Spring photography tips to help you capture the beauty of the season

You can still enjoy the wonders of nature through photography...

The lighter mornings and longer evenings are the perfect indication that spring is here. With flowers starting to bloom, the skies getting brighter and nature appearing more often – it’s certainly one of the most photogenic times of year. What better way to get inspired than with some expert spring photography tips?

SeeGarden to plate - this is the best produce to grow in a greenhouse

Whilst our time outdoors is restricted, we can still make the most of this beautiful season through photography.

With this in mind, Clare Moreton, photo expert at CEWE, has shared her top five tips to help you capture the beauty of spring in your photography, despite the circumstances.

Top five spring photography tips:


Whether it’s fresh green grass just outside your window, bright yellow tulips popping up in your garden or the crisp blue sky, spring provides many wonderful colours that should be taken advantage of.

Try and focus on bright colours that complement something a bit subtler, like white or green, as this will make your photos pop and help the bold spring colours stand out even more. The contrasting colours will complement each other perfectly and will make your photos even more eye-catching.

Spring photography tips

(Image credit: Cewe)


Whilst our outdoor time might be restricted, spring is the time of year when wildlife that has been hibernating for the colder winter period makes its return and these moments are truly wonderful to capture. The trick to doing so effectively, is to carefully consider your composition – meaning how all the elements sit together within the frame.

One of the basics of photography and a common composition technique is the ‘Rule of Thirds’. Imagine your image is divided by two horizontal lines and two vertical lines, creating a 3×3 grid. Whether you are out in the garden or shooting on a daily stroll, position the wildlife you’re photographing near to these lines, or close to one of the four intersections of the grid. By placing them off-centre, you’ll capture images that are much more natural and pleasing to the eye.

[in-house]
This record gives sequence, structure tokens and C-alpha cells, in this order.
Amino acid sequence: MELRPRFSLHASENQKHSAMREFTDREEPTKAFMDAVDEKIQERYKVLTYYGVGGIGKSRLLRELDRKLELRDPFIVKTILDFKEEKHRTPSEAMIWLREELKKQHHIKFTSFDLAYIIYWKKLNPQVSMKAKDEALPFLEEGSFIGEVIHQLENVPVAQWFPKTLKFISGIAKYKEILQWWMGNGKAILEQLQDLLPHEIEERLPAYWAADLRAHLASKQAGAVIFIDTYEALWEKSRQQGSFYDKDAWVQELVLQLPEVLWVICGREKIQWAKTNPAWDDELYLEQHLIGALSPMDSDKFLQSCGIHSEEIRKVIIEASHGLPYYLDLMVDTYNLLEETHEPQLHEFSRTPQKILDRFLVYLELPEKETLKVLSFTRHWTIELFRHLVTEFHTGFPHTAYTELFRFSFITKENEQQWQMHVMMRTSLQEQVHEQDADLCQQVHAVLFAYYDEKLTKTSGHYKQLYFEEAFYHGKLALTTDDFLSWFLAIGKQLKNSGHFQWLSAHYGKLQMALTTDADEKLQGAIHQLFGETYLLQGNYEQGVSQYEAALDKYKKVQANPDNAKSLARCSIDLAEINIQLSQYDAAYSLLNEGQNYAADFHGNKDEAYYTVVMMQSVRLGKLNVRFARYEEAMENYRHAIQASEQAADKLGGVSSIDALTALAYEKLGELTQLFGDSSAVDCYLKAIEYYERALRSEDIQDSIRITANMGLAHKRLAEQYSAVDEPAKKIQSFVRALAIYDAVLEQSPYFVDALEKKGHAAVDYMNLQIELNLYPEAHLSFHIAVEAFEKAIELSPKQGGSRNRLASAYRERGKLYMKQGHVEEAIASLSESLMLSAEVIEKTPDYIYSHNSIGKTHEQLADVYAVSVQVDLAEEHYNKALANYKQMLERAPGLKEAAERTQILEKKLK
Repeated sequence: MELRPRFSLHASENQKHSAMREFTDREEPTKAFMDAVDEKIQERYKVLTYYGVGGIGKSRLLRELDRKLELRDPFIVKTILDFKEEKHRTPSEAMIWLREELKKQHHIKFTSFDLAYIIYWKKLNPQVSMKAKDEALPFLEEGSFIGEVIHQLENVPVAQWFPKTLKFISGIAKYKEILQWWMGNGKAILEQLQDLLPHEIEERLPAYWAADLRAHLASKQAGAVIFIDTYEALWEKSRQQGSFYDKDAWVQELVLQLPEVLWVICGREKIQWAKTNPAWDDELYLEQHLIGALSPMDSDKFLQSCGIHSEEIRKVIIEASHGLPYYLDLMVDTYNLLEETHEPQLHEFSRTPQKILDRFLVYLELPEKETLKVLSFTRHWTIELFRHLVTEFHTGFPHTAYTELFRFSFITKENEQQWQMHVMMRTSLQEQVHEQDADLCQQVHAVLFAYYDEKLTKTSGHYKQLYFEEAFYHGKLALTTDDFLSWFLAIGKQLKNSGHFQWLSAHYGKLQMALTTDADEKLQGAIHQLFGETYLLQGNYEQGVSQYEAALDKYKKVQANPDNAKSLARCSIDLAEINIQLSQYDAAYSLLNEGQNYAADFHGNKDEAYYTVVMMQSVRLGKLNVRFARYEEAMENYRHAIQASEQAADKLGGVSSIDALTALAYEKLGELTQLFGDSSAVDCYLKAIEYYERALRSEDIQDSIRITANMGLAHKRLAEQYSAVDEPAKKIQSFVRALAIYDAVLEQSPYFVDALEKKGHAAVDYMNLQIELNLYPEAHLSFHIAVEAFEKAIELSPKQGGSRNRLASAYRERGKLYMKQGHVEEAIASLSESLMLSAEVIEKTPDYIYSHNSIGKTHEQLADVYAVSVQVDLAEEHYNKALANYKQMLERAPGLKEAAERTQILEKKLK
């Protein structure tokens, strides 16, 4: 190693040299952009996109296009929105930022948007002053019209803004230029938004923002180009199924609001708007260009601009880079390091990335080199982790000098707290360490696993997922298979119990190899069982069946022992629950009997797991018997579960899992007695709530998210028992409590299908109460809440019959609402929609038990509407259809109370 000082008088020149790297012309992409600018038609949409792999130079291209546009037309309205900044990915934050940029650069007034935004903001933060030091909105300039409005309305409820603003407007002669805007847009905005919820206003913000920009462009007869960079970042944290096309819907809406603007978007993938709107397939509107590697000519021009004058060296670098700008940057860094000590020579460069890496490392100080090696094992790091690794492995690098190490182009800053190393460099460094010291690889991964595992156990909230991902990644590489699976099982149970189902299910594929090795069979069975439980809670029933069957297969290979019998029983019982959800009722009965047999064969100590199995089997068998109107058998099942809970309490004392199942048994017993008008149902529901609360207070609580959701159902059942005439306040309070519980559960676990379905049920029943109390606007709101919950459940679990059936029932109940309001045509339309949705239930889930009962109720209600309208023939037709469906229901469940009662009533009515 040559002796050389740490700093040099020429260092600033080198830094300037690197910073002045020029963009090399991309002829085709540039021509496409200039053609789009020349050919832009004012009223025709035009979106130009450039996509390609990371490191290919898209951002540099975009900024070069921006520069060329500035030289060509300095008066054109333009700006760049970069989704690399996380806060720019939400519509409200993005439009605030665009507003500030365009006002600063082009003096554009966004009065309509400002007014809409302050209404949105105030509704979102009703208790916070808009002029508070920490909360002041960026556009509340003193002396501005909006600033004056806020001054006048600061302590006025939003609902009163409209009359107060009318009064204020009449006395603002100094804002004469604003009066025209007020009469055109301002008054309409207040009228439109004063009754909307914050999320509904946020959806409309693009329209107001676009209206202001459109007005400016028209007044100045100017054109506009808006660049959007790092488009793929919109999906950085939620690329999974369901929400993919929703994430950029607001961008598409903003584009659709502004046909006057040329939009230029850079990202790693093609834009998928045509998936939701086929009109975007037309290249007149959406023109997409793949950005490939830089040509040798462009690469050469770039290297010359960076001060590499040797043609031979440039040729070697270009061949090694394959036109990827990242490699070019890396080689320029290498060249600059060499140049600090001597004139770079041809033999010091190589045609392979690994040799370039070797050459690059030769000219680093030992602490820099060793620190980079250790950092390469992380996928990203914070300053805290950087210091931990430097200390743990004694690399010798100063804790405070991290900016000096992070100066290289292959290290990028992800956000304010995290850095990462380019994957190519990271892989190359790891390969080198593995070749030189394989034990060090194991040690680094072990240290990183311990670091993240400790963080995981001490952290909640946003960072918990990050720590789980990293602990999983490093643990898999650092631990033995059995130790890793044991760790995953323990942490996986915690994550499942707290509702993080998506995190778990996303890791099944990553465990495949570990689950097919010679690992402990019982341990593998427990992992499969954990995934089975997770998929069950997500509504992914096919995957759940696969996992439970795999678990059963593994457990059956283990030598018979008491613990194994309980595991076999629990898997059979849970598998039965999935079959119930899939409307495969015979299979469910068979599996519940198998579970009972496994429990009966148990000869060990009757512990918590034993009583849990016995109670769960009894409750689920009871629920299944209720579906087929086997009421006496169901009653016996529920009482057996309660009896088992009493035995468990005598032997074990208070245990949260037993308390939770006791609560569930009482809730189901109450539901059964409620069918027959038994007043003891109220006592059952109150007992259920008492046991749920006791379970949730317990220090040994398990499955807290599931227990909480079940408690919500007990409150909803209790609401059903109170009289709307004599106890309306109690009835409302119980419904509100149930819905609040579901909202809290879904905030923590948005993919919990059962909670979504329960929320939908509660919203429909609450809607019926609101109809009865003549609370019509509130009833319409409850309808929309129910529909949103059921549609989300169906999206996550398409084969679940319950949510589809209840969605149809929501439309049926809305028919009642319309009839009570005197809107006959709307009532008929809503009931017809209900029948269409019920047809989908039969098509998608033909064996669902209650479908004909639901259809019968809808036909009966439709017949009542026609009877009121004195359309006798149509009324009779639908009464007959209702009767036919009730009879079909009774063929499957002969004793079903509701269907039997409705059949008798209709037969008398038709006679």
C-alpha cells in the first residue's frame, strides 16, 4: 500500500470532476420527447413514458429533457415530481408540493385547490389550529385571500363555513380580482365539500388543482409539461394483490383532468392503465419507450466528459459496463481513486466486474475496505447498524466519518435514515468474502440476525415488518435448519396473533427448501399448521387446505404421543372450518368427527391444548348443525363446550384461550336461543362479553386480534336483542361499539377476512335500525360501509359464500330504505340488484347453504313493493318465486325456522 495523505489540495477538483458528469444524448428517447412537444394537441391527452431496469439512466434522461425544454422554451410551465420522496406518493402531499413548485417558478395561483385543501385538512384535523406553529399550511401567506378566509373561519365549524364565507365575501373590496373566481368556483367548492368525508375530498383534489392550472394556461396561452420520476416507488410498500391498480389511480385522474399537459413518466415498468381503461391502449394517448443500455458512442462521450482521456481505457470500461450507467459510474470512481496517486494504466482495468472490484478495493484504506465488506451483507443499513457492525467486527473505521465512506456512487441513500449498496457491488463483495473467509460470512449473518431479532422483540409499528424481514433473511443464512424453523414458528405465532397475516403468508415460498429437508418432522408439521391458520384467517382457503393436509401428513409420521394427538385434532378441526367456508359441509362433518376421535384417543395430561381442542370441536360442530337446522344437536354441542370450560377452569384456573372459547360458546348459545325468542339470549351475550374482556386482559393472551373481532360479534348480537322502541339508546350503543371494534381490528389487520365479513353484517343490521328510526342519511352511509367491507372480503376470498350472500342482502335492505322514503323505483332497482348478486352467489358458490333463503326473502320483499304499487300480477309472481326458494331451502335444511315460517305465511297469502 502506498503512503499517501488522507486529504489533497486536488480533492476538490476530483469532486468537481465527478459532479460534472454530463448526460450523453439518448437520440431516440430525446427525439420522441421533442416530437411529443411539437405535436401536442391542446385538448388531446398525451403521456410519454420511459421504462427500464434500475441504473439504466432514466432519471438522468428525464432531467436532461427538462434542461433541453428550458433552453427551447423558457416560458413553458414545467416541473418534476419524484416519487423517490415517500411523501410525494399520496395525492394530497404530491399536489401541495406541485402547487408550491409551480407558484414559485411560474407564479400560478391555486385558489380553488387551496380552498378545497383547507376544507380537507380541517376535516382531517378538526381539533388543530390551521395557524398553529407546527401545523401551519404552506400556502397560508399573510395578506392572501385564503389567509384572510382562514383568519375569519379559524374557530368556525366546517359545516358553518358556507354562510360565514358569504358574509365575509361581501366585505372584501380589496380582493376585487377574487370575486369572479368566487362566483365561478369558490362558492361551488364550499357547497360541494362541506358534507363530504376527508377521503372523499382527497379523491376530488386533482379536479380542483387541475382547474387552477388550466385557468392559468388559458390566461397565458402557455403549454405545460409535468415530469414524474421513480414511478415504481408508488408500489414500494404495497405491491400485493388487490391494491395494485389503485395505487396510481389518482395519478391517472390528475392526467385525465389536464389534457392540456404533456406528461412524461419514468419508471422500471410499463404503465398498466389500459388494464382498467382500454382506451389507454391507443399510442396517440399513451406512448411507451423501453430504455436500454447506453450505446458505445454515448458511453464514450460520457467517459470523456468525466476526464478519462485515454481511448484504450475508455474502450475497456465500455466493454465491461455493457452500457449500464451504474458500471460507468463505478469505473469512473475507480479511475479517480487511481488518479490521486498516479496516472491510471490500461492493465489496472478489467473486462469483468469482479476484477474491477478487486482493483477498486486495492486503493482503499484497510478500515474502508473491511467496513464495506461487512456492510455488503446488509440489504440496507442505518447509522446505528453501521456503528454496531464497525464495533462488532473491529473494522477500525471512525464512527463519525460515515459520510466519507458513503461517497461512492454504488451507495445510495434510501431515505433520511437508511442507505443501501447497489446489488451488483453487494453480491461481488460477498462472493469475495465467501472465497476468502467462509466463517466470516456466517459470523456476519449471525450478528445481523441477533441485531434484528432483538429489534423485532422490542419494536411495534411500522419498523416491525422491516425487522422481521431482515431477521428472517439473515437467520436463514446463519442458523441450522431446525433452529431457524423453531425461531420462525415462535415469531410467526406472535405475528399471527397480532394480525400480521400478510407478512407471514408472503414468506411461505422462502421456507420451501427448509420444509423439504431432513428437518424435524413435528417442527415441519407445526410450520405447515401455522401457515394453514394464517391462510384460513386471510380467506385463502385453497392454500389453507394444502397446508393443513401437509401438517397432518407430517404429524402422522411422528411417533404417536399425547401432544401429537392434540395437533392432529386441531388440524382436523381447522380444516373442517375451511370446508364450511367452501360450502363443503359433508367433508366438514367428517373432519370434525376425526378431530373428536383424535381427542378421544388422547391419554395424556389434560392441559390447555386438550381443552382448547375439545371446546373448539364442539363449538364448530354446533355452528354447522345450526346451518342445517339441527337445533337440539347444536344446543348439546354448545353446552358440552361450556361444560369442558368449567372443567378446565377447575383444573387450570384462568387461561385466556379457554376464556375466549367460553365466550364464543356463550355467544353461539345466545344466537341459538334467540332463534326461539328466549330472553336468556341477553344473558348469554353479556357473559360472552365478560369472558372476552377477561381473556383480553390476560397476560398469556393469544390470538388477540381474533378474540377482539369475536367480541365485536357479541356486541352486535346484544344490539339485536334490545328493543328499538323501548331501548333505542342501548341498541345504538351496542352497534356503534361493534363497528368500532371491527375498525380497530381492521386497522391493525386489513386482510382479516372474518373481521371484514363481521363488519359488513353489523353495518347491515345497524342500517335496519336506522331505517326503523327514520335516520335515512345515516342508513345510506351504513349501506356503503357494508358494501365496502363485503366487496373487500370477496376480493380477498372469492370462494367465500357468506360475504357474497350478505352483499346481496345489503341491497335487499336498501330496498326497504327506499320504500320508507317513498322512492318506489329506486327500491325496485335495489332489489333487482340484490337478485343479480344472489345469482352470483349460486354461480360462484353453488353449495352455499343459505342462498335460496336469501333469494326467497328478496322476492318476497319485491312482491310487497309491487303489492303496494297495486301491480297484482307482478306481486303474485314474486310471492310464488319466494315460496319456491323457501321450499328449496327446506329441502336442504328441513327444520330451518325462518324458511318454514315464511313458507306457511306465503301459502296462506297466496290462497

Spring photography tips

(Image credit: Cewe)


Making the most of the settings on your camera is key for ensuring your spring photography really stands out. You may find that if you’re shooting in the standard mode, your images aren’t quite picking up the vibrancy and beauty that you can see with your own eyes.

This is where the mode on your camera will help as it will enhance the spring elements that you want to see clearly and boldly. Setting your camera to landscape mode when capturing the spring season will boost the blues, greens and the naturally bold colours, which can be seen in person, in your photos.

photography tips

(Image credit: Michael Breitung)


The best time to take photographs in the spring season is during the golden hour. This means the time around sunrise and sunset when the light has that golden glow. This time of day is also perfect for capturing striking silhouettes of animals, wildlife and buildings if you position your subject in front of the light source.

It’s best to avoid taking photographs during the middle of the day, as the light is a little too harsh and may leave your photos looking too bright, causing the beautiful colours of spring to be lost. A mistake people often make when taking photographs during spring is being put off by clouds.

Clouds are actually really beneficial as they help to diffuse the light, making it softer and removing harsh shadows - ensuring your photos capture the very essence of spring without appearing too bright.

Spring photography tips

(Image credit: Cewe)


Although spring is symbolic for flowers blooming, the season also marks the start of firsts for many other things that can make beautiful photos.

Look for buds growing on trees in the garden, birds returning home or even fluffy ducklings in a nearby pond. Spring embodies the simplest yet joyful moments that, when captured, can truly make the most amazing photographs.

(Image credit: Cewe)

See moreThese 12 smart and practical tips will have you working from home more efficiently

Contributing Editor

Ruth Doherty is an experienced digital writer and editor specializing in interiors, travel and lifestyle. With 20 years of writing for national sites under her belt, she’s worked for the likes of, Standard, Ideal Home, Stylist and Marie Claire as well as Homes & Gardens.